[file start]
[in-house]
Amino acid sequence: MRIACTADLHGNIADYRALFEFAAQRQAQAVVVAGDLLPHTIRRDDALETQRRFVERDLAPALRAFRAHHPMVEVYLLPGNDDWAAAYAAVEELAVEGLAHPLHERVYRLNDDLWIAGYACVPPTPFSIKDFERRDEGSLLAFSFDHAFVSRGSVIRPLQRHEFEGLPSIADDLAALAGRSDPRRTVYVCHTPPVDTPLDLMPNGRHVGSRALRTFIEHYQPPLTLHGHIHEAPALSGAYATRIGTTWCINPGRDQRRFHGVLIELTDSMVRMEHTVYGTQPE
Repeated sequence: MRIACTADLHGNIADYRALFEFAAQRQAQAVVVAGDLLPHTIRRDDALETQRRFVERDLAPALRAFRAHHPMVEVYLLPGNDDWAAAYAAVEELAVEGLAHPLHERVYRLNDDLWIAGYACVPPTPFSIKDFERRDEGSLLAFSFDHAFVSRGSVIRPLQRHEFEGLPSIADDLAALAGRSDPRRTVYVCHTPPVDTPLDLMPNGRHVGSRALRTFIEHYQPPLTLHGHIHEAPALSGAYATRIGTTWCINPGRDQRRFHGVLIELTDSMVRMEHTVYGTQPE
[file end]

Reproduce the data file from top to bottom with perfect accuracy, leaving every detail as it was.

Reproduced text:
[in-house]
Amino acid sequence: MRIACTADLHGNIADYRALFEFAAQRQAQAVVVAGDLLPHTIRRDDALETQRRFVERDLAPALRAFRAHHPMVEVYLLPGNDDWAAAYAAVEELAVEGLAHPLHERVYRLNDDLWIAGYACVPPTPFSIKDFERRDEGSLLAFSFDHAFVSRGSVIRPLQRHEFEGLPSIADDLAALAGRSDPRRTVYVCHTPPVDTPLDLMPNGRHVGSRALRTFIEHYQPPLTLHGHIHEAPALSGAYATRIGTTWCINPGRDQRRFHGVLIELTDSMVRMEHTVYGTQPE
Repeated sequence: MRIACTADLHGNIADYRALFEFAAQRQAQAVVVAGDLLPHTIRRDDALETQRRFVERDLAPALRAFRAHHPMVEVYLLPGNDDWAAAYAAVEELAVEGLAHPLHERVYRLNDDLWIAGYACVPPTPFSIKDFERRDEGSLLAFSFDHAFVSRGSVIRPLQRHEFEGLPSIADDLAALAGRSDPRRTVYVCHTPPVDTPLDLMPNGRHVGSRALRTFIEHYQPPLTLHGHIHEAPALSGAYATRIGTTWCINPGRDQRRFHGVLIELTDSMVRMEHTVYGTQPE